The result of this was a sound that attempted to blend their post-punk paranoia with the electro sound that was emerging from New York simultaneously. As with their friends and peers New Order, who recorded part of their debut album “Movement” at Western Works, Cabaret Voltaire were trying to combine white angst and black groove, though New Order’s was an emotional angst and theirs was political. One of the fateful events that lead to the Cabs’ adoption of electro was Kirk who was blown away by Afrika Bambaataa’s ‘Planet Rock’ which he heard at The Hacienda (the Cabs had also played at the Manchester institution’s opening night) He later remarked, “it was like Kraftwerk only funkier”. This epiphany and (co-composer of “Planet Rock”) John Robie’s electro remix of ‘Yasher’ from “2 X 45” convinced the band on their change of direction and how to create a dance floor suited version of their sound. Cabaret Voltaire undertook this direction change with help from co-producer Flood, Soft Cell keyboardist Dave Ball and all the latest dance music technology of synthesisers, a sequencer, a Roland 808 drum machine, harmonisers and the electro staple, the Claptrap.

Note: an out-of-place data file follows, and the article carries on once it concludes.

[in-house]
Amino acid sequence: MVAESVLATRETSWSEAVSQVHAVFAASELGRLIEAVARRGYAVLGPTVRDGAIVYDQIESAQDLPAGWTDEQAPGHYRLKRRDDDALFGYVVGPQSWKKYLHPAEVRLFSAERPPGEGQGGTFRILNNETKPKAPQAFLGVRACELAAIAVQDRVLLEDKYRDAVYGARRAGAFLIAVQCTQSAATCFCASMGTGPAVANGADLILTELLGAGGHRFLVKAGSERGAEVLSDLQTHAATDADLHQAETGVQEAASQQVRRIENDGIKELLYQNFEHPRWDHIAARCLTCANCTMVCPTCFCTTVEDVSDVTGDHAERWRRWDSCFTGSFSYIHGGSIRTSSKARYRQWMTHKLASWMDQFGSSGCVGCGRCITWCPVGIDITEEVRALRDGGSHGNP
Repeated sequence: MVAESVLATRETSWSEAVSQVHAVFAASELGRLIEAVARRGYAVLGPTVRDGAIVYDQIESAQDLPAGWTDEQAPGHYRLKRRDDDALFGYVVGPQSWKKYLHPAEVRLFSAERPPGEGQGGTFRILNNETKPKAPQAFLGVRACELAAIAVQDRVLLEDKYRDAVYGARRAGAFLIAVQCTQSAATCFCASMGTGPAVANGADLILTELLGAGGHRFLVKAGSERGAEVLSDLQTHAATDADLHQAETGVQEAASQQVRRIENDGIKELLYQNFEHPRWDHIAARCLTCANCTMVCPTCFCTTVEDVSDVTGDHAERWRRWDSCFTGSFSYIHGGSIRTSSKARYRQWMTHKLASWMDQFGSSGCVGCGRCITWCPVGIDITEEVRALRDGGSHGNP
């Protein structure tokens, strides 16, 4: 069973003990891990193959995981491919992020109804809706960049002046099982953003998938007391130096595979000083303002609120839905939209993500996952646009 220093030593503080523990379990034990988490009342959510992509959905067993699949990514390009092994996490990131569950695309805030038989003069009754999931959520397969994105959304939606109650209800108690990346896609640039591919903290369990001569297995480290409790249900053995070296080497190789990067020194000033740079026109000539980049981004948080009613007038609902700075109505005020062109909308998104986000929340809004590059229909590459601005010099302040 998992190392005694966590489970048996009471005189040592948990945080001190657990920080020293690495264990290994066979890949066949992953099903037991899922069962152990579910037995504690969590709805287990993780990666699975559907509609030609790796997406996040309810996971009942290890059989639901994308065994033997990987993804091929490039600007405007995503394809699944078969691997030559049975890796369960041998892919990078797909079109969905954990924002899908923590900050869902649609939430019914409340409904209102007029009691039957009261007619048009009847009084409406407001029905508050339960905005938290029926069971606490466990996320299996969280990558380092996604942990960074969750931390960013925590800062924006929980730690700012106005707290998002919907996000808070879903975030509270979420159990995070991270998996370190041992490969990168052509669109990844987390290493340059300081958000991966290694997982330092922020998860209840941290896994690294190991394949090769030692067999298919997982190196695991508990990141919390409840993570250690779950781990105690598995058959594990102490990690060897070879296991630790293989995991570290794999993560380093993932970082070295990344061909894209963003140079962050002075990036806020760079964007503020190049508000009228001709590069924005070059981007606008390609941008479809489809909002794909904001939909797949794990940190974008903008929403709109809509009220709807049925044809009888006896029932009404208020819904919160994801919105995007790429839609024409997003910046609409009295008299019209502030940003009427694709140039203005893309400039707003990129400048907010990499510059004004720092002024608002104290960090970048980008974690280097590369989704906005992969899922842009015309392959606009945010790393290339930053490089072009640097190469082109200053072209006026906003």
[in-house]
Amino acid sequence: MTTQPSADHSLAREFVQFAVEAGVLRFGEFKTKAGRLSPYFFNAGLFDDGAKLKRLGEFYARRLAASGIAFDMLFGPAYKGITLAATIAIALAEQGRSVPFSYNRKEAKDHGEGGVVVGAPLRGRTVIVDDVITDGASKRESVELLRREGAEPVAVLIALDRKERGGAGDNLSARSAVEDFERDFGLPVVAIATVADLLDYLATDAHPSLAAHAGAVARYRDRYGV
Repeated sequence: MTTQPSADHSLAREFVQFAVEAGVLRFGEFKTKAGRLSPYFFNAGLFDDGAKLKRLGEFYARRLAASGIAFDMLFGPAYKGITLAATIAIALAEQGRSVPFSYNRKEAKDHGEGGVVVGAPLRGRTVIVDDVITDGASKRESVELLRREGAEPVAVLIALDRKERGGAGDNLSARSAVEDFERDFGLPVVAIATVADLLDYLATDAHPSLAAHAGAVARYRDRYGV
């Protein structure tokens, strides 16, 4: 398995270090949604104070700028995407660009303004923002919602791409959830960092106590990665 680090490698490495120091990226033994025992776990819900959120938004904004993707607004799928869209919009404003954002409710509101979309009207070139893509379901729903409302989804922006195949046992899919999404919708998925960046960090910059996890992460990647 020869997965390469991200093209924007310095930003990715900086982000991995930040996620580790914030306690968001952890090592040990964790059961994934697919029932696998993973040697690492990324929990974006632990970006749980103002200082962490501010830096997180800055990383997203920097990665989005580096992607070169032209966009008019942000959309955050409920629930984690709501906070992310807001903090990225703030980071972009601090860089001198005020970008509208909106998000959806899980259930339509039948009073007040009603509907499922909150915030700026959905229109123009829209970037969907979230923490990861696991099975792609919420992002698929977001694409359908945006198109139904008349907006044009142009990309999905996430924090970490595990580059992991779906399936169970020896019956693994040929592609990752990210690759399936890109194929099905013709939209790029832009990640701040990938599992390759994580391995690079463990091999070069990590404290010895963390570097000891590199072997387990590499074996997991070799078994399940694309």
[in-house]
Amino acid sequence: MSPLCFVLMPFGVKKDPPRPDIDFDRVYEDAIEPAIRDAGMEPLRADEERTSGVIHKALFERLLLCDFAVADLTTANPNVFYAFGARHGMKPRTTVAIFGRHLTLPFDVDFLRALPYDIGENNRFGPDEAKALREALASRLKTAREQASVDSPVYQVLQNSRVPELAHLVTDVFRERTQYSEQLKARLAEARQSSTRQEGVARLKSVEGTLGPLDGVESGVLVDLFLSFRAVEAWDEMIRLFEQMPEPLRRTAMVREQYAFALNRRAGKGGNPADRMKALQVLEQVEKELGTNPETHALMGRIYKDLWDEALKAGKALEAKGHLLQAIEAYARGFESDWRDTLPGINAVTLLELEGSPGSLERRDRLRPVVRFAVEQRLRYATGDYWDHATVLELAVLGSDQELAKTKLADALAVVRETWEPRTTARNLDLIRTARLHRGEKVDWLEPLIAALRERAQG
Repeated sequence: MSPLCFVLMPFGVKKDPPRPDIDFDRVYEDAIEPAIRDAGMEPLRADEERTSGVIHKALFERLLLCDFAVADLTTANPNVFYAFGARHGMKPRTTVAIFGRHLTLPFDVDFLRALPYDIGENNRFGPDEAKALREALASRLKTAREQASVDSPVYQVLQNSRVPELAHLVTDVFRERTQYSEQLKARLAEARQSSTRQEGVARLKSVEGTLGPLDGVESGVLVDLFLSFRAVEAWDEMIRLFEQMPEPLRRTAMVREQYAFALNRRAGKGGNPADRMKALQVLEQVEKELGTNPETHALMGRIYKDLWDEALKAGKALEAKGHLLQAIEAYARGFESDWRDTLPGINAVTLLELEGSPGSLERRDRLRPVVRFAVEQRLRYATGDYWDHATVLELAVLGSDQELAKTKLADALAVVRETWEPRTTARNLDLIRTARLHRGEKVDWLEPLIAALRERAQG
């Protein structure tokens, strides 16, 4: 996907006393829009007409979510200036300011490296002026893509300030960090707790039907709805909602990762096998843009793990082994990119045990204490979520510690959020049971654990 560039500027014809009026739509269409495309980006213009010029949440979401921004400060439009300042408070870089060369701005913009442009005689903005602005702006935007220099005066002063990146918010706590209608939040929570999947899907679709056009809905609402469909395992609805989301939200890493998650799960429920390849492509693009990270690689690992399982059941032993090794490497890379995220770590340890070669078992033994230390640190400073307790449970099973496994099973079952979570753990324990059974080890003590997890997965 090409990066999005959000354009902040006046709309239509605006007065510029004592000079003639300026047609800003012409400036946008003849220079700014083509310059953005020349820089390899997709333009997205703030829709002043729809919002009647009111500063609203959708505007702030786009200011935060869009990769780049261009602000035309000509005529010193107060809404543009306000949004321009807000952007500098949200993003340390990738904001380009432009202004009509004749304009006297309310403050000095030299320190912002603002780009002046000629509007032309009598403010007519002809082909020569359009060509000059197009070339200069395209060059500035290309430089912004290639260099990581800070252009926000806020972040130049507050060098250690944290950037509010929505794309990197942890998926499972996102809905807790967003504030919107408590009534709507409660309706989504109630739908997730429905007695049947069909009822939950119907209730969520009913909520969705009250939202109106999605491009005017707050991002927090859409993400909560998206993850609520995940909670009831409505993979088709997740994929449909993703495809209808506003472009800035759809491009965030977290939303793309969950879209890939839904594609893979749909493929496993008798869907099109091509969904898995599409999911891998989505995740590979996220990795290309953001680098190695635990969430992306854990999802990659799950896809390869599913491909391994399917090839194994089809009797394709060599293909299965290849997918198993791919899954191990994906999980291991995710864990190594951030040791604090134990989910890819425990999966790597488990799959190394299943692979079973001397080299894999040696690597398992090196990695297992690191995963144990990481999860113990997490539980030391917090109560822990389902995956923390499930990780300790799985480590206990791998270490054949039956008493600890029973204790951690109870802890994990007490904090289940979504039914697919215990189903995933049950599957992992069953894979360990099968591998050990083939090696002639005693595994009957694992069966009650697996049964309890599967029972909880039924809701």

With Malinder now the front man the duo relied less on voice recordings from television programmes but were still intent on spreading a complex, ambiguous political message while attempting mass communication. This is a reason why the band are commercially disappointing when compared to New Order. The Cabs attempted to communicate both present and recent political past, their music rich with data and meaning, gleaming with the same number-crunching technology of the bankers and investors who inhabited Thatcher’s Britain. New Order conversely dealt in the universal emotions of yearning, love and death therefore their music was instantly relatable and thus climbed the charts. Cabaret Voltaire’s material was akin to “a night spent channel-hopping on TV, tuning through the shortwave radio dial or watching a sequence of advertising hoardings from the window of a speeding car could ever be”. There was no one subject. “It was more about creating atmosphere.” Kirk commented on the duo’s “cut-up method of setting voices snatched from the mediascape against Mallinder’s vocals”.